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“Stealth and Fully-Laden” Drug Carriers: Self-Assembled Nanogels Encapsulated with Epigallocatechin Gallate and siRNA for Drug-Resistant Breast Cancer Therapy

Ding, Jie, Liang, Tingxizi, Min, Qianhao, Jiang, Liping, Zhu, Jun-Jie
ACS applied materials & interfaces 2018 v.10 no.12 pp. 9938-9948
adverse effects, animal models, biodegradability, biosafety, breast neoplasms, cell lines, cytotoxicity, drug resistance, drug therapy, drugs, epigallocatechin gallate, genes, growth retardation, hyaluronic acid, ligands, mice, nanocarriers, nanoparticles, small interfering RNA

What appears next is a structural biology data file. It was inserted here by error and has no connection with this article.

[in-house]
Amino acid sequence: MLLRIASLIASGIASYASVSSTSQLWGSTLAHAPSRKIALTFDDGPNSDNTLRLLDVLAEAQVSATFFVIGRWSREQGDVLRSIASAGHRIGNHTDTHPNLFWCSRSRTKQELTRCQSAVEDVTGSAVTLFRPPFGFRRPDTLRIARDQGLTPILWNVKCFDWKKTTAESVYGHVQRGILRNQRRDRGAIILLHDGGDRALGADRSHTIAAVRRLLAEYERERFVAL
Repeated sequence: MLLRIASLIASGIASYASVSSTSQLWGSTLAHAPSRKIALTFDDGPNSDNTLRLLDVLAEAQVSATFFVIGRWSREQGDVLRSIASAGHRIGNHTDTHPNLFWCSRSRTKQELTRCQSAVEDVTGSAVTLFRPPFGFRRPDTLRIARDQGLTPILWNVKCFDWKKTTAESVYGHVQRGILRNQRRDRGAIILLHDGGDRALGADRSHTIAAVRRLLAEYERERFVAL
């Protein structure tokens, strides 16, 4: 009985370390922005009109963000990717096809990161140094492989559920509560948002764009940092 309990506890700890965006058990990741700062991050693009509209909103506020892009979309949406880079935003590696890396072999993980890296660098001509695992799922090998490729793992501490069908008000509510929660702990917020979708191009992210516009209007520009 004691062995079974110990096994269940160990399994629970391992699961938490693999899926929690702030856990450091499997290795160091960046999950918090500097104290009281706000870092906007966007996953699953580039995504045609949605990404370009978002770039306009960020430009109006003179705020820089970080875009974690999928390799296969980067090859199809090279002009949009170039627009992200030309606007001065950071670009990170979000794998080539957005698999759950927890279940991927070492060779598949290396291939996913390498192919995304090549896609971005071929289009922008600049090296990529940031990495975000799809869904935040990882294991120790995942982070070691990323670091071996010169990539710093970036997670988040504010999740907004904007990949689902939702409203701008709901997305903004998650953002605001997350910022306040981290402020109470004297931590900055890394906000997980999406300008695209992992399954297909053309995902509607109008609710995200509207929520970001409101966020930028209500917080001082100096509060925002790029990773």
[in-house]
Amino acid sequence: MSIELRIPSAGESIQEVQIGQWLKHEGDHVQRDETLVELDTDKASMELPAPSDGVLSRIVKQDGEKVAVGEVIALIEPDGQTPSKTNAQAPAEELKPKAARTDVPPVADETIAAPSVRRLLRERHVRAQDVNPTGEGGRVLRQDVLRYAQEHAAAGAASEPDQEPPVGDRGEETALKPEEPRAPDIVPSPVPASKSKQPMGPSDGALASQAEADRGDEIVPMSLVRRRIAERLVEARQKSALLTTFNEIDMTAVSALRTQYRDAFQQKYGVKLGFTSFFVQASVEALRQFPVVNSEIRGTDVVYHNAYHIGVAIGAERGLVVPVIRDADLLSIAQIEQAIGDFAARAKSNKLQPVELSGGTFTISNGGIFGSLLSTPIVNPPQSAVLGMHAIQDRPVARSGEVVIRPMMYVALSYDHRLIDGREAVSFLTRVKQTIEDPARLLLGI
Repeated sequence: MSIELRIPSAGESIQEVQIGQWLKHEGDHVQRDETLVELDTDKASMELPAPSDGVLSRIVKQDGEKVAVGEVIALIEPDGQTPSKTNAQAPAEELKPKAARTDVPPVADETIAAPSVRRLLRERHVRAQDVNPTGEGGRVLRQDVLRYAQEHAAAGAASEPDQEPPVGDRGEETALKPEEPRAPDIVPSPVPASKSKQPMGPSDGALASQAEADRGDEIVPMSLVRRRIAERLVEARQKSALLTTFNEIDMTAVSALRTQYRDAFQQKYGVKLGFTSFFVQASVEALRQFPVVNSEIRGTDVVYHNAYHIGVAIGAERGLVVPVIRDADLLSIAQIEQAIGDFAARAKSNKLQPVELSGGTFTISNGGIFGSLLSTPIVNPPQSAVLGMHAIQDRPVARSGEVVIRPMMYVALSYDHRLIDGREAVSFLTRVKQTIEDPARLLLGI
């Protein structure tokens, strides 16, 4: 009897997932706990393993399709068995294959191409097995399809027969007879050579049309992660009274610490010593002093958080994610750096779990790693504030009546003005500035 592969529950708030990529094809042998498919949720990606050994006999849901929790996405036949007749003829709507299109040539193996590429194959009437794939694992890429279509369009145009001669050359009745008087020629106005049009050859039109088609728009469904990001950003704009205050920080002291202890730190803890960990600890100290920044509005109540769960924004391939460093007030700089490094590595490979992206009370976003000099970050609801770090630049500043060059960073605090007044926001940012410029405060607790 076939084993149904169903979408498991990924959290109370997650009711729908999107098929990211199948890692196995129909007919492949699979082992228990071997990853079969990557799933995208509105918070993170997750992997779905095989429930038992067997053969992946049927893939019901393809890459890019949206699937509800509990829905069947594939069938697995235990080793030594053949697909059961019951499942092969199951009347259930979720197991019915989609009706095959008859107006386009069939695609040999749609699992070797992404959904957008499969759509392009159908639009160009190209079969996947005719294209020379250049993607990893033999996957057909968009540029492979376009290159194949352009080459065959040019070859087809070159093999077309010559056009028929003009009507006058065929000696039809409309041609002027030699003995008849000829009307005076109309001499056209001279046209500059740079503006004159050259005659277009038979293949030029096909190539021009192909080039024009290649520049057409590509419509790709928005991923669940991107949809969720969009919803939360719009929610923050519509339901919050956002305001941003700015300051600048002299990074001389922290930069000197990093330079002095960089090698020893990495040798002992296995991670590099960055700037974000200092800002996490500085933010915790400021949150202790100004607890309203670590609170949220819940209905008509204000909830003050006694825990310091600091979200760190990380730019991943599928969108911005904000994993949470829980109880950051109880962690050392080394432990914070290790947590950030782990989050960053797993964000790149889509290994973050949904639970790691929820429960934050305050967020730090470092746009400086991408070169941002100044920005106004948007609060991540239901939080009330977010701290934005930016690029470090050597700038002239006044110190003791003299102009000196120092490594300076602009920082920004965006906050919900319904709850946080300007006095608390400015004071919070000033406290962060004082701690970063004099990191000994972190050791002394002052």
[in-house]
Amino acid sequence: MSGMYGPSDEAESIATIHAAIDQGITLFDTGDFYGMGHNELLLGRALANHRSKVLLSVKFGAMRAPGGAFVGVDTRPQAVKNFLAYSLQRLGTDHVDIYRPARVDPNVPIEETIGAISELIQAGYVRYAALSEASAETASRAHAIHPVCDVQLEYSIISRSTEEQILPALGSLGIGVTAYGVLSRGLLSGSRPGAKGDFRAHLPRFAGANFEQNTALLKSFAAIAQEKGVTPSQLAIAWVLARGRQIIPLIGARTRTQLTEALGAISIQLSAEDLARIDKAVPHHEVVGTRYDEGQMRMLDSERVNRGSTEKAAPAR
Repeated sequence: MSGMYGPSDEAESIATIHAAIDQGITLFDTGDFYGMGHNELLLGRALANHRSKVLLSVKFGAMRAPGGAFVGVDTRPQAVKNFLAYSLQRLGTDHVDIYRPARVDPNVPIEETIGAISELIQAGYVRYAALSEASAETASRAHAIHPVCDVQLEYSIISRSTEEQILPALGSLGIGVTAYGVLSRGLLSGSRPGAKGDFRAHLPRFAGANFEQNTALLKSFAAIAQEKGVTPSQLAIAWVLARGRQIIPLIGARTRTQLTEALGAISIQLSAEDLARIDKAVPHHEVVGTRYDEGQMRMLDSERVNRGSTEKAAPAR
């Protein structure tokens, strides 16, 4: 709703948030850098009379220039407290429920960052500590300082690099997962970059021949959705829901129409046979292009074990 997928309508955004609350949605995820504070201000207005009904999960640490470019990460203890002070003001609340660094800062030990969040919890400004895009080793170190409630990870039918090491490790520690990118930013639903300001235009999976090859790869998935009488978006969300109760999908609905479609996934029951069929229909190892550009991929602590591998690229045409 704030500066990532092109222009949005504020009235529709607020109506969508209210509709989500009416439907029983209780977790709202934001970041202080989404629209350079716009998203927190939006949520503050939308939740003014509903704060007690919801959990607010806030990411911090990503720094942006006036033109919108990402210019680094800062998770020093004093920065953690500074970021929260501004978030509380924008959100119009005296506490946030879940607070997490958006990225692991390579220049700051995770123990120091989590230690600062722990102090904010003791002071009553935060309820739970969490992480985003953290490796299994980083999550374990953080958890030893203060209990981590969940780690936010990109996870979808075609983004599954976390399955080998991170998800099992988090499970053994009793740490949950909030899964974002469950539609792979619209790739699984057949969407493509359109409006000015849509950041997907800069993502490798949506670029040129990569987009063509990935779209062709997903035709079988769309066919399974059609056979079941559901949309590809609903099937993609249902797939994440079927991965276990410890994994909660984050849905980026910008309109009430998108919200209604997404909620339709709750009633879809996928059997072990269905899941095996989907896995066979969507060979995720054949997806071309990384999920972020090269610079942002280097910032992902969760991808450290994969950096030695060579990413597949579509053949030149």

For codelivery of therapeutic genes and chemical agents in combined therapy, the ideal drug delivery system entails high-capacity and low-body toxicity carriers, allowing adequate drug dose for tumor regions while yielding low residues in normal tissues. To augment the gene/drug load capacity and circumvent the potential toxicity brought by traditional inorganic and polymeric nanocarriers, a “stealth” carrier was herein designed in a simple self-assembly of (−)-epigallocatechin-3-O-gallate (EGCG) and small interfering RNA (siRNA) by recruiting protamine as a biodegradable medium for the treatment of drug-resistant triple-negative breast cancer. In the self-assembled nanogel, entrapped siRNA played a central role in sensitizing the tumor response to EGCG-involved chemotherapy, and the positively charged protamine served as the assembly skeleton to fully accommodate gene and drug molecules and minimize the factors causing side effects. As compared to stand-alone chemotherapy with EGCG, the multicomponent nanogel revealed a 15-fold increase in the cytotoxicity to drug-resistant MDA-MB-231 cell line. Moreover, equipped with hyaluronic acid and tumor-homing cell-penetrating peptide as the outmost targeting ligands, the siRNA- and EGCG-loaded nanogel demonstrates superior selectivity and tumor growth inhibition to free EGCG in xenograft MDA-MB-231 tumor-bearing mice. Meanwhile, thanks to the acknowledged biosafety of protamine, little toxicity was found to normal tissues and organs in the animal model. This gene/drug self-assembly caged in a biodegradable carrier opens up an effective and secure route for drug-resistant cancer therapy and provides a versatile approach for codelivery of other genes and drugs for different medical purposes.